This is my Grandma Minnie’s schoolbook. It has survived for more than 110 years. It’s McGuffey’s Eclectic Spelling Book, copyright 1879. You wouldn’t know that unless you looked inside, as its well-worn cover is barely legible. Minnie wrote her name and the date she received it inside: February 1907. She would have been nine years old that year.
Many students’ hands touched this precious textbook. You can see that the spine wore off at some point, and someone–maybe my Grandma–secured it with a strip of plaid cotton cloth and some glue. She had much to protect, because free, public education in the young state of West Virginia had a very shaky start and its future was not guaranteed.
Education for all, regardless of ability to pay, was not a reality for the state’s pupils until after the bloody Civil War in the newborn state of West Virginia and even then, the quest for learning was as steep a climb as an Appalachian Mountain.
Pre-Civil War Virginia Schools
The most famous and influential early proponent of free public schools in Virginia was Thomas Jefferson, and he proposed legislation that would create them in 1779. By 1816, though, Jefferson was discouraged. Most Virginia counties did not want to tax their residents to pay for free schools and the courts, controlled by wealthy men, obstructed their progress, seeing funding for public schools as, in Jefferson’s words, “…a plan to educate the poor at the expense of the rich.”
Virginian legislators did pass the 1810 Literary Fund Act which used proceeds from confiscated and derelict properties seized by the state, along with other fines and penalties, to provide money to educate the poor. However, the law was toothless; the provisions were optional, not mandatory, for those who would create new schools. As the years went on, educational funds were increasingly diverted, to construction of the University of Virginia and public libraries and a school for the “Deaf, Dumb and Blind.”
The Literary Fund created in the minds of many a type of class apartheid. In an 1841 speech to a Clarksburg, VA educational convention, educator and founder of Bethany College Alexander Campbell called the Literary Fund “humiliating.”
“We do not want poor schools for poor scholars, or gratuitous instruction for paupers; but we want schools for all at the expense of all.” –excerpted from West Virginia: A History by Otis K. Rice and Stephen Walter Brown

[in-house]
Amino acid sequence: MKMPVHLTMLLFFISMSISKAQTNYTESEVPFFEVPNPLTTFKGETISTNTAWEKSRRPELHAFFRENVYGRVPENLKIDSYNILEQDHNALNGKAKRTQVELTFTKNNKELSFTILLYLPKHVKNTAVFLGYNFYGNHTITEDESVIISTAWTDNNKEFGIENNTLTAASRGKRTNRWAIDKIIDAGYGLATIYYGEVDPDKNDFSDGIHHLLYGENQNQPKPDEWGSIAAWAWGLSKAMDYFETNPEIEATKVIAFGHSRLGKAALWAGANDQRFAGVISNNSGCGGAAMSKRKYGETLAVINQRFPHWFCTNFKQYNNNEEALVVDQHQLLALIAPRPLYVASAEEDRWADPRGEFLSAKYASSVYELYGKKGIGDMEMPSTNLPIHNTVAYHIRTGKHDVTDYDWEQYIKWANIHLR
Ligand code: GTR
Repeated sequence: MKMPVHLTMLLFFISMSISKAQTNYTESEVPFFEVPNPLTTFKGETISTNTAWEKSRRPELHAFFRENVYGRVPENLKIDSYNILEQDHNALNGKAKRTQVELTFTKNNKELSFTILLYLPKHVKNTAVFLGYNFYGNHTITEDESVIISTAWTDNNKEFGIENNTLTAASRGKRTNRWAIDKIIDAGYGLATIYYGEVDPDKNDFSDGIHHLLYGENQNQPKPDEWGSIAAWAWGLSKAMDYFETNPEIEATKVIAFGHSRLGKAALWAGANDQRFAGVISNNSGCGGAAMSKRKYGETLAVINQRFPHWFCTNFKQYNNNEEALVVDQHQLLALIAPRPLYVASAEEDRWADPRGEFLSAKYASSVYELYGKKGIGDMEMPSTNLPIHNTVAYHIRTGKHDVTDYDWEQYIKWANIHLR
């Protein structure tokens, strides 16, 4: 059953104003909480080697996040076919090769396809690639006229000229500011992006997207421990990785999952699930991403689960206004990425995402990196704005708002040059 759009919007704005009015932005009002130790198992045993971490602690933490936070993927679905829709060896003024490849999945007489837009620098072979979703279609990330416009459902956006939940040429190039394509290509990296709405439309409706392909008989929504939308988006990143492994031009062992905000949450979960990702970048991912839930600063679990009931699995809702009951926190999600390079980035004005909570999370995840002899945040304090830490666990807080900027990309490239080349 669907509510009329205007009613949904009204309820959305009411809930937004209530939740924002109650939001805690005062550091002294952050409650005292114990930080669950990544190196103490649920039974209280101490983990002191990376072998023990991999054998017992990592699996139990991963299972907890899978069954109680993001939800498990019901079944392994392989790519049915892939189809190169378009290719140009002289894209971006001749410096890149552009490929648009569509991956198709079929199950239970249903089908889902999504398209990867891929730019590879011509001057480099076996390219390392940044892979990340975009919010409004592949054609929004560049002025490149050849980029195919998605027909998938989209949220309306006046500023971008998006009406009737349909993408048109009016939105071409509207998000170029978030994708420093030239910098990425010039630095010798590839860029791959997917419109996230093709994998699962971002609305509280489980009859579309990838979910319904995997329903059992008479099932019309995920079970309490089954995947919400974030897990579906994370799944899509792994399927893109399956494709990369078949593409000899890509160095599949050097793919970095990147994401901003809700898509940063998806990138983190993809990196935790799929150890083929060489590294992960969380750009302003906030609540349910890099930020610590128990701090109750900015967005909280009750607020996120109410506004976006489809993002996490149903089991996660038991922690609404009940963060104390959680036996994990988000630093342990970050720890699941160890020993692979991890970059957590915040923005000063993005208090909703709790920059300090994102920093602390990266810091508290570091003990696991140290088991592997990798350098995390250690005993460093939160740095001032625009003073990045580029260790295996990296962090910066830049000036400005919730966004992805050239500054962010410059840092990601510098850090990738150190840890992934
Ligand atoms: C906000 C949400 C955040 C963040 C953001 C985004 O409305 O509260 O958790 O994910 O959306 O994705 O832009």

By 1850, there were 1,300 western Virginia primary schools. The pre-war schools were a mixed bag of subscription schools, those for which local residents contracted with schoolmasters and paid tuition, and home or church-based classes.
In Chapter One of Panther Mountain: Caroline’s Story, the Backus home school is described:
“The Backus kitchen always smelled of warm bread and chicken broth. Mr. Backus–Joe Senior–would gather up kitchen chairs and arrange them in two rows near the hearth.
First thing every morning, we would stand next to our chairs and say together, ‘Good morning, Teacher.'”
Education Requires Peace
The seed of West Virginia’s free, public education system was planted in Article Ten of the state’s first constitution, written and ratified in 1863, after the western counties broke away from Virginia and became the nation’s 35th state. A statewide educational system was born amidst the violence of the Civil War, and it was not a smooth delivery.
“War, while it continues, hinders if it does not entirely obstruct intellectual development. A people can only improve in mental culture during periods of peace, for it is then that the arts, science and literature are cultivated, and all progress in that direction must therefore cease, when the masses engage in the stern realities of war, and especially must this be so when their territory is overrun by the marching and counter-marching of devastating armies.” —Virgil Lewis, in a speech to the West Virginia Educational Association, 1902